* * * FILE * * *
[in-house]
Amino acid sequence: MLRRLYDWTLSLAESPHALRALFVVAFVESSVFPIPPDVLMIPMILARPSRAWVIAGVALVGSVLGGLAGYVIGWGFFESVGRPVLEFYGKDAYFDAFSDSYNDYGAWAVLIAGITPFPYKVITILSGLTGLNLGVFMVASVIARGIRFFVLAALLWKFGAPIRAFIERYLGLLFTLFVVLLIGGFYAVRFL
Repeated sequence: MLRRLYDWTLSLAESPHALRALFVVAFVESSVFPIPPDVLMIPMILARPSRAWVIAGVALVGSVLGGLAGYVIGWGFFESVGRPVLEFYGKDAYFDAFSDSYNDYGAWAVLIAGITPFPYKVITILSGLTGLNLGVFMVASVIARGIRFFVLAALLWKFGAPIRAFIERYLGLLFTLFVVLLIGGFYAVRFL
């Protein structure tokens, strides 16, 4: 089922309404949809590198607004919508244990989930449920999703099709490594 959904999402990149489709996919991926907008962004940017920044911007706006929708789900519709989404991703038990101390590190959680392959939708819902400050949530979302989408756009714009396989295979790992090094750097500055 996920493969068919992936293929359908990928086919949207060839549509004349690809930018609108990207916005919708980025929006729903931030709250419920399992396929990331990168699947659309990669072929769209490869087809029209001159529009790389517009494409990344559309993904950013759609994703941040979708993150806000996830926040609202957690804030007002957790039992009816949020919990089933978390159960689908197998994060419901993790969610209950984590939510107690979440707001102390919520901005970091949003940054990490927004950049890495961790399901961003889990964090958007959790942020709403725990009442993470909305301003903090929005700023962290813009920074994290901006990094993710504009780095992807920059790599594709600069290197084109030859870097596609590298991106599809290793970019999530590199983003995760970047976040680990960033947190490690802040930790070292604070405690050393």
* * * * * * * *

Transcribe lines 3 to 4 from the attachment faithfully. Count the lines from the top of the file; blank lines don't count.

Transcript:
Repeated sequence: MLRRLYDWTLSLAESPHALRALFVVAFVESSVFPIPPDVLMIPMILARPSRAWVIAGVALVGSVLGGLAGYVIGWGFFESVGRPVLEFYGKDAYFDAFSDSYNDYGAWAVLIAGITPFPYKVITILSGLTGLNLGVFMVASVIARGIRFFVLAALLWKFGAPIRAFIERYLGLLFTLFVVLLIGGFYAVRFL
């Protein structure tokens, strides 16, 4: 089922309404949809590198607004919508244990989930449920999703099709490594 959904999402990149489709996919991926907008962004940017920044911007706006929708789900519709989404991703038990101390590190959680392959939708819902400050949530979302989408756009714009396989295979790992090094750097500055 996920493969068919992936293929359908990928086919949207060839549509004349690809930018609108990207916005919708980025929006729903931030709250419920399992396929990331990168699947659309990669072929769209490869087809029209001159529009790389517009494409990344559309993904950013759609994703941040979708993150806000996830926040609202957690804030007002957790039992009816949020919990089933978390159960689908197998994060419901993790969610209950984590939510107690979440707001102390919520901005970091949003940054990490927004950049890495961790399901961003889990964090958007959790942020709403725990009442993470909305301003903090929005700023962290813009920074994290901006990094993710504009780095992807920059790599594709600069290197084109030859870097596609590298991106599809290793970019999530590199983003995760970047976040680990960033947190490690802040930790070292604070405690050393």